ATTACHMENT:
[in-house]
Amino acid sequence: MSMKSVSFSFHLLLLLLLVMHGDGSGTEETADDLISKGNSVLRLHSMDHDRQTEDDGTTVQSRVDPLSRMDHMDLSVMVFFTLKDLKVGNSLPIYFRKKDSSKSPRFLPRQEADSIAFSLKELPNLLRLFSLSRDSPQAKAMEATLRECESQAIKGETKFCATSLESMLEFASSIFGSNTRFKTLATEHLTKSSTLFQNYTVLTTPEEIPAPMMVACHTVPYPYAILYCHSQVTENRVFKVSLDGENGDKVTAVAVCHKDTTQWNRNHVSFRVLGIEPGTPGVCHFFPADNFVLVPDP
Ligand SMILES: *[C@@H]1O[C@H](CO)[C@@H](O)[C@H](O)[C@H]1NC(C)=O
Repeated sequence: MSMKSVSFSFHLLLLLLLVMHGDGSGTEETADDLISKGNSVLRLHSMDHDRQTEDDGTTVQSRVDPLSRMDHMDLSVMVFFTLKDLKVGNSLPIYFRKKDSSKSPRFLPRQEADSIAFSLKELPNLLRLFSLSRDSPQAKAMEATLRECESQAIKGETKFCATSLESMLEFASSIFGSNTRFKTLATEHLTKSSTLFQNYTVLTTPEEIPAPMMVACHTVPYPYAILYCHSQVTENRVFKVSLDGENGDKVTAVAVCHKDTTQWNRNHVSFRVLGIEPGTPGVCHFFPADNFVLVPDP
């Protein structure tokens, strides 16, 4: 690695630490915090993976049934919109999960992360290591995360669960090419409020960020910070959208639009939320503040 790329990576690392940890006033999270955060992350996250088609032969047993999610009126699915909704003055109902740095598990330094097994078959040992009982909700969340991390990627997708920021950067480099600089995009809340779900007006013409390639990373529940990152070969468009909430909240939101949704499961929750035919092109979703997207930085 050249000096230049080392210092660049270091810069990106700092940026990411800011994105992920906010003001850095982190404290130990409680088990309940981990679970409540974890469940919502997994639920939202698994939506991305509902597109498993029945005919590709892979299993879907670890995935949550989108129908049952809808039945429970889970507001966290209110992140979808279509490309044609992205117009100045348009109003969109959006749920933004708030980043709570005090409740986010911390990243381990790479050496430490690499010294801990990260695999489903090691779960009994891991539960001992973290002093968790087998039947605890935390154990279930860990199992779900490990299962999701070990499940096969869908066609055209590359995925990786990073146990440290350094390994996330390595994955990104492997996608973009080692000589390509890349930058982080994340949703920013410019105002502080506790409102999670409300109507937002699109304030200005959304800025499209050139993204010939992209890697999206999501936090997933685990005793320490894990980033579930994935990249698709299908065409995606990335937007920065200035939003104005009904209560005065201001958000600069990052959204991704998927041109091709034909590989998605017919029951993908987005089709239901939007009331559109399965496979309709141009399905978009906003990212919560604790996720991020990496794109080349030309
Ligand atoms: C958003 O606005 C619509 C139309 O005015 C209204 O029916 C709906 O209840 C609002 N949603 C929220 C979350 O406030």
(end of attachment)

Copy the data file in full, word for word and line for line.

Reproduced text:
[in-house]
Amino acid sequence: MSMKSVSFSFHLLLLLLLVMHGDGSGTEETADDLISKGNSVLRLHSMDHDRQTEDDGTTVQSRVDPLSRMDHMDLSVMVFFTLKDLKVGNSLPIYFRKKDSSKSPRFLPRQEADSIAFSLKELPNLLRLFSLSRDSPQAKAMEATLRECESQAIKGETKFCATSLESMLEFASSIFGSNTRFKTLATEHLTKSSTLFQNYTVLTTPEEIPAPMMVACHTVPYPYAILYCHSQVTENRVFKVSLDGENGDKVTAVAVCHKDTTQWNRNHVSFRVLGIEPGTPGVCHFFPADNFVLVPDP
Ligand SMILES: *[C@@H]1O[C@H](CO)[C@@H](O)[C@H](O)[C@H]1NC(C)=O
Repeated sequence: MSMKSVSFSFHLLLLLLLVMHGDGSGTEETADDLISKGNSVLRLHSMDHDRQTEDDGTTVQSRVDPLSRMDHMDLSVMVFFTLKDLKVGNSLPIYFRKKDSSKSPRFLPRQEADSIAFSLKELPNLLRLFSLSRDSPQAKAMEATLRECESQAIKGETKFCATSLESMLEFASSIFGSNTRFKTLATEHLTKSSTLFQNYTVLTTPEEIPAPMMVACHTVPYPYAILYCHSQVTENRVFKVSLDGENGDKVTAVAVCHKDTTQWNRNHVSFRVLGIEPGTPGVCHFFPADNFVLVPDP
């Protein structure tokens, strides 16, 4: 690695630490915090993976049934919109999960992360290591995360669960090419409020960020910070959208639009939320503040 790329990576690392940890006033999270955060992350996250088609032969047993999610009126699915909704003055109902740095598990330094097994078959040992009982909700969340991390990627997708920021950067480099600089995009809340779900007006013409390639990373529940990152070969468009909430909240939101949704499961929750035919092109979703997207930085 050249000096230049080392210092660049270091810069990106700092940026990411800011994105992920906010003001850095982190404290130990409680088990309940981990679970409540974890469940919502997994639920939202698994939506991305509902597109498993029945005919590709892979299993879907670890995935949550989108129908049952809808039945429970889970507001966290209110992140979808279509490309044609992205117009100045348009109003969109959006749920933004708030980043709570005090409740986010911390990243381990790479050496430490690499010294801990990260695999489903090691779960009994891991539960001992973290002093968790087998039947605890935390154990279930860990199992779900490990299962999701070990499940096969869908066609055209590359995925990786990073146990440290350094390994996330390595994955990104492997996608973009080692000589390509890349930058982080994340949703920013410019105002502080506790409102999670409300109507937002699109304030200005959304800025499209050139993204010939992209890697999206999501936090997933685990005793320490894990980033579930994935990249698709299908065409995606990335937007920065200035939003104005009904209560005065201001958000600069990052959204991704998927041109091709034909590989998605017919029951993908987005089709239901939007009331559109399965496979309709141009399905978009906003990212919560604790996720991020990496794109080349030309
Ligand atoms: C958003 O606005 C619509 C139309 O005015 C209204 O029916 C709906 O209840 C609002 N949603 C929220 C979350 O406030």